These past months many of the books I’ve opened have provided new views into pilgrimage – refining and rekindling my own vision of this type of journey. If you are looking for some ways into pilgrimage – whether a journey to a foreign land or a journey through life. Here are a few suggested readings.
In Search of Deep Faith: A Pilgrimage into the Beauty, Goodness and Heart of Christianity, Jim Belcher
Thus says the Lord: “Stand by the roads, and look,and ask for the ancient paths,where the good way is; and walk in it, and find rest for your souls. – Jeremiah 6:16
After finishing the narrative of this pilgrimage to articulate faith, to rest, and to build a foundation for a family, I wanted even more to head out on such a journey. Quickly I was thinking about who to invite, where we would go, the focus of the time, and more. However, the journey that Belcher lays out is not only about going to lands away from home, but into the faith lives before us today. So this is where I left this book. Exploring my own search for faith – and in the back of my mind planning the next pilgrimage.
Visions of Vocation: Common Grace for the Common Good, Steven Garber
This is not a head-in-the-sand, idealized view of vocation, but one of taking an honest look at the world around us – where God has placed us, with whom he has placed us, and who we are. Garber references Walker Percy’s concept of “pilgrim in the ruins.” In our lives we are on a sacred journey, but it’s not paved in gold with step-by-step directions laid out for us. Instead it’s through the reality of the brokenness of this world, including ourselves, that we find the grace of vocation.
Pilgrimage of a Soul: Contemplative Spirituality for the Active Life, Phileena Heuretz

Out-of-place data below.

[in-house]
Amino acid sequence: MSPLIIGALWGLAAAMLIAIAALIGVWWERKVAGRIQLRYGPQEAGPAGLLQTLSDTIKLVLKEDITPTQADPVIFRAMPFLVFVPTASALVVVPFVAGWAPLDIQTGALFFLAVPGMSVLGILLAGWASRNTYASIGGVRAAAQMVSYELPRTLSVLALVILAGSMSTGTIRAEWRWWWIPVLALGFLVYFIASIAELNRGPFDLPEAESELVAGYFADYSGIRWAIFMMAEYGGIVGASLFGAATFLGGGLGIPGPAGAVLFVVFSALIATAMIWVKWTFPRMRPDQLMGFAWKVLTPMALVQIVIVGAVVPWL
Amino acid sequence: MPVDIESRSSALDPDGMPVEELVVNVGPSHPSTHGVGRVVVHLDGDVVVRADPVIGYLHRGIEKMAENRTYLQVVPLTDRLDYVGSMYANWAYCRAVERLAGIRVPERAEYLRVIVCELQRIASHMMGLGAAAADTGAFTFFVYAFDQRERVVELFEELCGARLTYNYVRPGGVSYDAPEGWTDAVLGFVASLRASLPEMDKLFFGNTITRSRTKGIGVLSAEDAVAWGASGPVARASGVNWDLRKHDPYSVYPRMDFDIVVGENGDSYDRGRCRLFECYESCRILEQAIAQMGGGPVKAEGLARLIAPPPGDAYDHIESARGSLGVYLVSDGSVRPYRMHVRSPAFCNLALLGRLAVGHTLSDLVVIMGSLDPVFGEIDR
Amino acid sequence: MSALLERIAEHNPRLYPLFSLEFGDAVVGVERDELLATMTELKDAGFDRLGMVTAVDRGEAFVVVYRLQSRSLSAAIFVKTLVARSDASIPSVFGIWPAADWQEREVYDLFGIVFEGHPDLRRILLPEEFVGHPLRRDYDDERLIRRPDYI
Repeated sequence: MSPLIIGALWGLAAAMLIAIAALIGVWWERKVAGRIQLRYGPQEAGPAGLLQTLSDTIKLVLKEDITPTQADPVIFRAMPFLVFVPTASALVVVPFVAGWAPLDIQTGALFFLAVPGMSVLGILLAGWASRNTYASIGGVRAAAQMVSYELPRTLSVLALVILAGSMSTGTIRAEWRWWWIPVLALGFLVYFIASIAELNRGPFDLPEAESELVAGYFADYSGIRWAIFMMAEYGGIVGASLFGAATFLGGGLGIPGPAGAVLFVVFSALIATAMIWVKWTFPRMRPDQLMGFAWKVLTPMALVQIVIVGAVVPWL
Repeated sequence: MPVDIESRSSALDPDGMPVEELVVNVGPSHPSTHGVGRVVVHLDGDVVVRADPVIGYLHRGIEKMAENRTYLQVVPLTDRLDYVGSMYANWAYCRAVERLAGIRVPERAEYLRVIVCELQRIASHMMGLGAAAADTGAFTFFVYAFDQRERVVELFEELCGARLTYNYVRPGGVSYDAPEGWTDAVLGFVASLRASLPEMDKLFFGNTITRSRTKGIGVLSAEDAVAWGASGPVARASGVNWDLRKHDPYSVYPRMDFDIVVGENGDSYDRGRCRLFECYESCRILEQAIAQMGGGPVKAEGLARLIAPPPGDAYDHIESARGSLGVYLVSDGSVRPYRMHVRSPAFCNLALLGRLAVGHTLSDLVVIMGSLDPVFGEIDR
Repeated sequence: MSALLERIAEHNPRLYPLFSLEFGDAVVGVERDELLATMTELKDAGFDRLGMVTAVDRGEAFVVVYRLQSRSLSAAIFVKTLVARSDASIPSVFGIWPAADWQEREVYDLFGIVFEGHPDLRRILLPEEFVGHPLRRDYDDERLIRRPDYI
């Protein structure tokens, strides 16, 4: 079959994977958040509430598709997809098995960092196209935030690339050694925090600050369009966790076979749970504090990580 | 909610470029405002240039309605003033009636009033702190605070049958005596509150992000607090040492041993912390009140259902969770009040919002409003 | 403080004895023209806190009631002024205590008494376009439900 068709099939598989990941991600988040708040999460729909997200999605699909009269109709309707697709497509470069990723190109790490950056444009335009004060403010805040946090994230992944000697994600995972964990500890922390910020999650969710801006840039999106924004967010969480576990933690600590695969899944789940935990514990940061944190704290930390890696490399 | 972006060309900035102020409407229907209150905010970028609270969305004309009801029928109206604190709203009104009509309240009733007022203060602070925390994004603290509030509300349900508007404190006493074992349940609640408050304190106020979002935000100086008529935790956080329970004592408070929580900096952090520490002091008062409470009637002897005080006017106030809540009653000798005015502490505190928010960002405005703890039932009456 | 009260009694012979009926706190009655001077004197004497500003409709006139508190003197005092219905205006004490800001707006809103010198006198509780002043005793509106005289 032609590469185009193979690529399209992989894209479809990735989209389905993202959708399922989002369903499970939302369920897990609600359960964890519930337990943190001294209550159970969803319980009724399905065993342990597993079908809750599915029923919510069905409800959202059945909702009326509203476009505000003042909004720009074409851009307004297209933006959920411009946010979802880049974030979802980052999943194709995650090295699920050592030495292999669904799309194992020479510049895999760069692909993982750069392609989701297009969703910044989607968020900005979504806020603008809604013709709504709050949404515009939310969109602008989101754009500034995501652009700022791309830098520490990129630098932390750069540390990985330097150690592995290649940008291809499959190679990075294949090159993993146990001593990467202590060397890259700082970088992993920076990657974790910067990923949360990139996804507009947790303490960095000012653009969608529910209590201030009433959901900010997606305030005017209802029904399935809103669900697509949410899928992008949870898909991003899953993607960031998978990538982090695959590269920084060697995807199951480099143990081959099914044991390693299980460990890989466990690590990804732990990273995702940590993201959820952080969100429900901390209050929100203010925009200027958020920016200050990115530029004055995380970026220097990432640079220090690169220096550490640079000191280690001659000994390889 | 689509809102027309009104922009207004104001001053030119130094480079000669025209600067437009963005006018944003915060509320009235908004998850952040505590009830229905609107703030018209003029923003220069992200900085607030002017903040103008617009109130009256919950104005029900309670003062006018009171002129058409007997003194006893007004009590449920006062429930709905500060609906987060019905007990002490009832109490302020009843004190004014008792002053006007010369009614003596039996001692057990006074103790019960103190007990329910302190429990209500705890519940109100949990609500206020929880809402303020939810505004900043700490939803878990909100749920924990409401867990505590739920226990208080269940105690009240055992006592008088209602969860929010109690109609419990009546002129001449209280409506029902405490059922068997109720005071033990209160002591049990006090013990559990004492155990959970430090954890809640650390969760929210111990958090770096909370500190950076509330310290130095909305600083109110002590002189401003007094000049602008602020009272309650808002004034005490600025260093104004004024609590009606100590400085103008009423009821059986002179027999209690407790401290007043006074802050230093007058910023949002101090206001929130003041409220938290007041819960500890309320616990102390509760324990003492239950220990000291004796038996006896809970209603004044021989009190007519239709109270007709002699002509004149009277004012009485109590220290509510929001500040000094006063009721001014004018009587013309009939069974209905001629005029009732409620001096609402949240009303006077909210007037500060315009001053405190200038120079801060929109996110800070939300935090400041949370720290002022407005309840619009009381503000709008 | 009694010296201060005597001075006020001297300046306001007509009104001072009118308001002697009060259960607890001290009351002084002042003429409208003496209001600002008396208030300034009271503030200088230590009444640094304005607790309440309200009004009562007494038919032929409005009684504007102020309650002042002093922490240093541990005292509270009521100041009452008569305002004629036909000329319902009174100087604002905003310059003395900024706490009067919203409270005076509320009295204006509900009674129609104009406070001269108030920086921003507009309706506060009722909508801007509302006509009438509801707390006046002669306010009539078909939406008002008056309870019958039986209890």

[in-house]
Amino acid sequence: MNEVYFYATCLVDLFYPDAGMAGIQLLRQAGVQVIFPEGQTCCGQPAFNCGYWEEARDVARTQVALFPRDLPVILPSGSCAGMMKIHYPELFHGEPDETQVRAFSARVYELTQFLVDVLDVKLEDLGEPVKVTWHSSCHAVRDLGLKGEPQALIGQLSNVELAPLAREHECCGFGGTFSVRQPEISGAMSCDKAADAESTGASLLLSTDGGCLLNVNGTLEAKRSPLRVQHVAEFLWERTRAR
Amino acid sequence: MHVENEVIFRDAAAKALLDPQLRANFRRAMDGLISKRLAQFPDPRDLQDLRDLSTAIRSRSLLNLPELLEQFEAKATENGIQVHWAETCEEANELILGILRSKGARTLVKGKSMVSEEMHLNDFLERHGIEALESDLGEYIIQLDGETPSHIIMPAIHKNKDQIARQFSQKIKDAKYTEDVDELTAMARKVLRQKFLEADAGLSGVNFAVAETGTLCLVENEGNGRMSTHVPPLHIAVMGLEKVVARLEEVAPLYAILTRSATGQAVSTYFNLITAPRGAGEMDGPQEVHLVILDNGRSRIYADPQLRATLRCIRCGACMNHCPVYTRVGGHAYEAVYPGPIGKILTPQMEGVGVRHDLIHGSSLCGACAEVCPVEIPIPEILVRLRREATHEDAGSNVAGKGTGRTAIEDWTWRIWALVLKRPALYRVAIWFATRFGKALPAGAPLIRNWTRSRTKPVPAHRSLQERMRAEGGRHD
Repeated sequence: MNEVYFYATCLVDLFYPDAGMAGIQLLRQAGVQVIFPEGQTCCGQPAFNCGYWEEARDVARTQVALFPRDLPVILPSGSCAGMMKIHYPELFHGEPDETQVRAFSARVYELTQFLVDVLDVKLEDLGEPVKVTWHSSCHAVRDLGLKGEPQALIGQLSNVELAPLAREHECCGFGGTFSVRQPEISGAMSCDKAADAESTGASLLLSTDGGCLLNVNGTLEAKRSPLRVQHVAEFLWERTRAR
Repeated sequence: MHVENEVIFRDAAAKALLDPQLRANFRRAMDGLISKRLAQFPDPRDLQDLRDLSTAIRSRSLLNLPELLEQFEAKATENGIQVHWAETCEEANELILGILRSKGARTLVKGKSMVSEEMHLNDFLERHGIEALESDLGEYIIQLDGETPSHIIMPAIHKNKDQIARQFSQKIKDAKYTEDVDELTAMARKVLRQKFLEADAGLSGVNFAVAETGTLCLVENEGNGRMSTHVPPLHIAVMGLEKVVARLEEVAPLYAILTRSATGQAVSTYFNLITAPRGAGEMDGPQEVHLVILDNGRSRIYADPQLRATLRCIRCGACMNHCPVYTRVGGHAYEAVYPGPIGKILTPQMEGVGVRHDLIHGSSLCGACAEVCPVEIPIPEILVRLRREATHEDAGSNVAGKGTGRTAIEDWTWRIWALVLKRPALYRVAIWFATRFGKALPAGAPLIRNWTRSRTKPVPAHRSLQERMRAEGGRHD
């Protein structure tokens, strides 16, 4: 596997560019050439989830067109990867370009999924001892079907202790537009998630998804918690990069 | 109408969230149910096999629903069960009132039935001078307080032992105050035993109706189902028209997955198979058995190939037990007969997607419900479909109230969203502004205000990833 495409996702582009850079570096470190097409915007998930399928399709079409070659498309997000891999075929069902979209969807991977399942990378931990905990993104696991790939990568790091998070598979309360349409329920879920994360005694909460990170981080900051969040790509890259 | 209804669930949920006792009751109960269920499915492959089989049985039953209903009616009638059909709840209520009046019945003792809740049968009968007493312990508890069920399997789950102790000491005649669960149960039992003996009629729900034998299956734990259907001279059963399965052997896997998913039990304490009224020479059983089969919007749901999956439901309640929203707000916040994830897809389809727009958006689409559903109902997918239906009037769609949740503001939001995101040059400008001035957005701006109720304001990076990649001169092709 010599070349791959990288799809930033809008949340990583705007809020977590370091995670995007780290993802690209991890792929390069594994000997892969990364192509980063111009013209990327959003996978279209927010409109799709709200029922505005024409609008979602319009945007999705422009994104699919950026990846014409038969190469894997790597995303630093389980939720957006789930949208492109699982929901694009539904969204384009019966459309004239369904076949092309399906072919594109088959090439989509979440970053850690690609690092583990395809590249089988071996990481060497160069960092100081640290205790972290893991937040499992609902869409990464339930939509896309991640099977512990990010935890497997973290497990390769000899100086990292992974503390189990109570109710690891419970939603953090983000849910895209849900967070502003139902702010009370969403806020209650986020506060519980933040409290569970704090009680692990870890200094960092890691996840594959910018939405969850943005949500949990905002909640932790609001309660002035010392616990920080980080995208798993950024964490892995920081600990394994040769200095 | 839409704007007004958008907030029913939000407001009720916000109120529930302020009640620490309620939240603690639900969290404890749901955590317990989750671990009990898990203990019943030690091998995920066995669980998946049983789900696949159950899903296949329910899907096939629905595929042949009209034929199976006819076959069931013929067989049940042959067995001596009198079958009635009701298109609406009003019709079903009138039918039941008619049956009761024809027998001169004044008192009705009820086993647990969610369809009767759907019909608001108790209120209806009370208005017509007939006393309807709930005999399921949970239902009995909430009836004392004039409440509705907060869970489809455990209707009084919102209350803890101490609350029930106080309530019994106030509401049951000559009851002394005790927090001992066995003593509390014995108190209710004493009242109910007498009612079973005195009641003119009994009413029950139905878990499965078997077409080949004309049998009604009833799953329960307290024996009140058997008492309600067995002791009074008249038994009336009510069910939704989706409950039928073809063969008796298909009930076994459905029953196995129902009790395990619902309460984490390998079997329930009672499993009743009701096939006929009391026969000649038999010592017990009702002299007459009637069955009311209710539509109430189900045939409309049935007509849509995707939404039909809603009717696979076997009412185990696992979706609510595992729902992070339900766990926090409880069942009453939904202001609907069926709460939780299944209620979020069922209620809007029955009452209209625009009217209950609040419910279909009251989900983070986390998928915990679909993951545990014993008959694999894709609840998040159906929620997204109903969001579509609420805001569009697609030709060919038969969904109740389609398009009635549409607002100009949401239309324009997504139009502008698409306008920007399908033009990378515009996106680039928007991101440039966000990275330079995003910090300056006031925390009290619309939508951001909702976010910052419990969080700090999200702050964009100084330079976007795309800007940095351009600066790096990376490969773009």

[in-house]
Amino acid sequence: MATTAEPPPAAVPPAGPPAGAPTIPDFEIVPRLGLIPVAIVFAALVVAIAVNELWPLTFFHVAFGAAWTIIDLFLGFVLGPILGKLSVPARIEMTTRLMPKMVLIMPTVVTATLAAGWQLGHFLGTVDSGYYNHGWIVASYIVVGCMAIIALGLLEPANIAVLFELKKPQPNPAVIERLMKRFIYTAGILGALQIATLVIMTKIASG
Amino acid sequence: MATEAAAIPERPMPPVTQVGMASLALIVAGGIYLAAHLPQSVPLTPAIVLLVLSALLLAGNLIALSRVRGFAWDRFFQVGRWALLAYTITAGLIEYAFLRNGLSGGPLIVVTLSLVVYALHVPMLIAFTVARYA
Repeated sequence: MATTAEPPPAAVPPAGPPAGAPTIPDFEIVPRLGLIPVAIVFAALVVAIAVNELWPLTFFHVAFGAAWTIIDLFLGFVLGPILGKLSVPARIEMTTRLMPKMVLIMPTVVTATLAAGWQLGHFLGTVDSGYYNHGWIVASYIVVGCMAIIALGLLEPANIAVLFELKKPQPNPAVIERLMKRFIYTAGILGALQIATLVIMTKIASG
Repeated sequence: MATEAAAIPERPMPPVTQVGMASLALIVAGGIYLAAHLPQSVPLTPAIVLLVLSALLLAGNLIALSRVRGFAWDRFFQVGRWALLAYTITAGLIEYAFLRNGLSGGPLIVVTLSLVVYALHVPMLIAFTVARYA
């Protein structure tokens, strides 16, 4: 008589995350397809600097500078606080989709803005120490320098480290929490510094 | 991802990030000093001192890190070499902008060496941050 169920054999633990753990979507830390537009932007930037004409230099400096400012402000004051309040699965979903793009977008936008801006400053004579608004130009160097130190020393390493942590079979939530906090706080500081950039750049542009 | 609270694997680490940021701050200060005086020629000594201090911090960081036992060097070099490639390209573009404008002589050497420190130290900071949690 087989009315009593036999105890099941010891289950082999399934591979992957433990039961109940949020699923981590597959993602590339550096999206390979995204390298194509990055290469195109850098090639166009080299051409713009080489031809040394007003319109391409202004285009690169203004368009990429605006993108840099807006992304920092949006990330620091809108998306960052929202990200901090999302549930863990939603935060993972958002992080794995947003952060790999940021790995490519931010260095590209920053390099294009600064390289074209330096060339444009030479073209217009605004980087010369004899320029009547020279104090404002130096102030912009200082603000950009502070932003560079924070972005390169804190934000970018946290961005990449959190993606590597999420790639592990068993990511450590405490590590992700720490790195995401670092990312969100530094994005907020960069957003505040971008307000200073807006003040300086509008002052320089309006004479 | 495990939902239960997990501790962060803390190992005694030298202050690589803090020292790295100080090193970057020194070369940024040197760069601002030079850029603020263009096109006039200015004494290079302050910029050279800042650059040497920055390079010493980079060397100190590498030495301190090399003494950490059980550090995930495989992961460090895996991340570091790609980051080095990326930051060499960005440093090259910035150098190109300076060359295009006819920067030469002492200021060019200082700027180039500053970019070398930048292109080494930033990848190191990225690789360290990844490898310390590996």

“It’s a story of awakening, darkness and transformation. It’s a story of being born. It’s a story of striving to be free. As a Christian it is a story of ongoing transformation in the image of Christ.”
Phileena Heuertz’ contemplation of her sabbatical takes readers through the journey walked and the struggles and transformations that she entered along the way – through God’s grace. Don’t think you have time or need to take time for contemplation? Heuretz story shows how this seemingly quiet practice is essential, especially for those of us in the midst of an active life.
Wayfaring: Essays Pleasant and Unpleasant, Alan Jacobs
“I love the essay primarily because it is the genre par excellence of wayfaring.” This book is an excellent example of wayfaring through writing and literature as Jacobs’ readings and musings open up new avenues of thought and adventure.
Booked: Literature in the Soul of Me, Karen Swallow Prior
“I have carried this book and many, many others, all these years. And they have made me who I am.” It was wonderful to journey with Prior through her life with books – Charlotte’s Web, Tess of the D’Urbervilles, Madame Bovary, and more. So many people have been made by books and all the worlds they contain. This is a great way to get to know someone, even ourselves, and to set out on a journey.
Holy is the Day, Carolyn Weber
Carolyn Weber takes readers through a journey of living in the present, not because everything was going so well that she wanted to capture the unambiguous happiness of life, but because even in the pain – which she details through several physical and emotional struggles – there is something to realize as a gift beyond ourselves. I was drawn to her story – that of an English professor in the throes of tenure, sabbatical, publishing, raising a family, and seeking to follow God. Into this story she weaves poetry and prose – Chesterton, Lewis, Donne, Coleridge, Blake, Keats, Sayers – along with scripture – Daniel, Jonah, Jesus, Peter, Paul, Mary – providing a rich context for living.
So pilgrimages – journeys of transformation through stories of meaning. The paths can be through literature, our vocations, life challenges and more. Above all, God’s grace guides us as we are open and aware to see the steps before us. What readings have encouraged your thoughts on pilgrimage?